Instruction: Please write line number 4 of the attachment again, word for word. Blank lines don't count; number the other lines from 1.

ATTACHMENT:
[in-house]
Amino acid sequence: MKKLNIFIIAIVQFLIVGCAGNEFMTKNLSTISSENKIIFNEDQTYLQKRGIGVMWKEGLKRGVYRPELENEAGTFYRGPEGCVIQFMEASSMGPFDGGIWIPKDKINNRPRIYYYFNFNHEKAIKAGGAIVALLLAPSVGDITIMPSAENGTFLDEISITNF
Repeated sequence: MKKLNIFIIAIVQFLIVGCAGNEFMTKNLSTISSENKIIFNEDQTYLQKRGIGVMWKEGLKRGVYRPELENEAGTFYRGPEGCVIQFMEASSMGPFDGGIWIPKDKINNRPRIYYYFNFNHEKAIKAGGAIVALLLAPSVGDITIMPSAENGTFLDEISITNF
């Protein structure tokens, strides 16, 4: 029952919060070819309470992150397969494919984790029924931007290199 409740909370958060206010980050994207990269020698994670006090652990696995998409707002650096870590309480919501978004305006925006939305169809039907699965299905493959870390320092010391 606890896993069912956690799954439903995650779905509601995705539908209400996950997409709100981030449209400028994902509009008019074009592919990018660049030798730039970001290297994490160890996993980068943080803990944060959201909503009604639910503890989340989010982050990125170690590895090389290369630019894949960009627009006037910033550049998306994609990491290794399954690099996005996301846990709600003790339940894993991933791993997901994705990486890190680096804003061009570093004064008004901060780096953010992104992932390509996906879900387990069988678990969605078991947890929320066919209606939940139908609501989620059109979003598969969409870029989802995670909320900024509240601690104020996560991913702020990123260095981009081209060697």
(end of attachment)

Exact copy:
């Protein structure tokens, strides 16, 4: 029952919060070819309470992150397969494919984790029924931007290199 409740909370958060206010980050994207990269020698994670006090652990696995998409707002650096870590309480919501978004305006925006939305169809039907699965299905493959870390320092010391 606890896993069912956690799954439903995650779905509601995705539908209400996950997409709100981030449209400028994902509009008019074009592919990018660049030798730039970001290297994490160890996993980068943080803990944060959201909503009604639910503890989340989010982050990125170690590895090389290369630019894949960009627009006037910033550049998306994609990491290794399954690099996005996301846990709600003790339940894993991933791993997901994705990486890190680096804003061009570093004064008004901060780096953010992104992932390509996906879900387990069988678990969605078991947890929320066919209606939940139908609501989620059109979003598969969409870029989802995670909320900024509240601690104020996560991913702020990123260095981009081209060697």